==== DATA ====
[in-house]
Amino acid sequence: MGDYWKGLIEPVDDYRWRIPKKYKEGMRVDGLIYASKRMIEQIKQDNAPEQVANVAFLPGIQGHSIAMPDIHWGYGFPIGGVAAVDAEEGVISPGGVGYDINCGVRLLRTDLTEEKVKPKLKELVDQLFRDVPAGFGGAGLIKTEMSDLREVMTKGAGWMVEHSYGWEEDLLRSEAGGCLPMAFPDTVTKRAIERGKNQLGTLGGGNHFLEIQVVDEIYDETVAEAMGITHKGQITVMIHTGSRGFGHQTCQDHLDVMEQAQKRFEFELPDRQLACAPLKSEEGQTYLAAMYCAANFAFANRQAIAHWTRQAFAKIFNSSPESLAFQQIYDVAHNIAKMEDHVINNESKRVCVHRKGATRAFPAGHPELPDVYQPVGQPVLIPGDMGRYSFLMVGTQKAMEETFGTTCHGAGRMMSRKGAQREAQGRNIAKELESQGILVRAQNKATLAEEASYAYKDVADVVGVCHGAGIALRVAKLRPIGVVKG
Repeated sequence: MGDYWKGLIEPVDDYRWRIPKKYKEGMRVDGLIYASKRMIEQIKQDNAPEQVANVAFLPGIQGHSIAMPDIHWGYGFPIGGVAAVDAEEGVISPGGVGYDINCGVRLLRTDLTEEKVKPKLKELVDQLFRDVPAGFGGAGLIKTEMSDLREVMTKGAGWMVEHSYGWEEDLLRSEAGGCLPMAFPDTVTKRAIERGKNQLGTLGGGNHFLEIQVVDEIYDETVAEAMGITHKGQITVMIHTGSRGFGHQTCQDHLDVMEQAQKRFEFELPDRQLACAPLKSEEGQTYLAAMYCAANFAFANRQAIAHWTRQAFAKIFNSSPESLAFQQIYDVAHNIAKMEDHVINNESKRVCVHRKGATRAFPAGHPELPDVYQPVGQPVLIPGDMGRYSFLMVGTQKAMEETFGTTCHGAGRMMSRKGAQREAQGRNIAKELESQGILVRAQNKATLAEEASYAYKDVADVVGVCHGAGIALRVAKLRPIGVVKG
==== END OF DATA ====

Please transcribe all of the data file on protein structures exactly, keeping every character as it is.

[in-house]
Amino acid sequence: MGDYWKGLIEPVDDYRWRIPKKYKEGMRVDGLIYASKRMIEQIKQDNAPEQVANVAFLPGIQGHSIAMPDIHWGYGFPIGGVAAVDAEEGVISPGGVGYDINCGVRLLRTDLTEEKVKPKLKELVDQLFRDVPAGFGGAGLIKTEMSDLREVMTKGAGWMVEHSYGWEEDLLRSEAGGCLPMAFPDTVTKRAIERGKNQLGTLGGGNHFLEIQVVDEIYDETVAEAMGITHKGQITVMIHTGSRGFGHQTCQDHLDVMEQAQKRFEFELPDRQLACAPLKSEEGQTYLAAMYCAANFAFANRQAIAHWTRQAFAKIFNSSPESLAFQQIYDVAHNIAKMEDHVINNESKRVCVHRKGATRAFPAGHPELPDVYQPVGQPVLIPGDMGRYSFLMVGTQKAMEETFGTTCHGAGRMMSRKGAQREAQGRNIAKELESQGILVRAQNKATLAEEASYAYKDVADVVGVCHGAGIALRVAKLRPIGVVKG
Repeated sequence: MGDYWKGLIEPVDDYRWRIPKKYKEGMRVDGLIYASKRMIEQIKQDNAPEQVANVAFLPGIQGHSIAMPDIHWGYGFPIGGVAAVDAEEGVISPGGVGYDINCGVRLLRTDLTEEKVKPKLKELVDQLFRDVPAGFGGAGLIKTEMSDLREVMTKGAGWMVEHSYGWEEDLLRSEAGGCLPMAFPDTVTKRAIERGKNQLGTLGGGNHFLEIQVVDEIYDETVAEAMGITHKGQITVMIHTGSRGFGHQTCQDHLDVMEQAQKRFEFELPDRQLACAPLKSEEGQTYLAAMYCAANFAFANRQAIAHWTRQAFAKIFNSSPESLAFQQIYDVAHNIAKMEDHVINNESKRVCVHRKGATRAFPAGHPELPDVYQPVGQPVLIPGDMGRYSFLMVGTQKAMEETFGTTCHGAGRMMSRKGAQREAQGRNIAKELESQGILVRAQNKATLAEEASYAYKDVADVVGVCHGAGIALRVAKLRPIGVVKG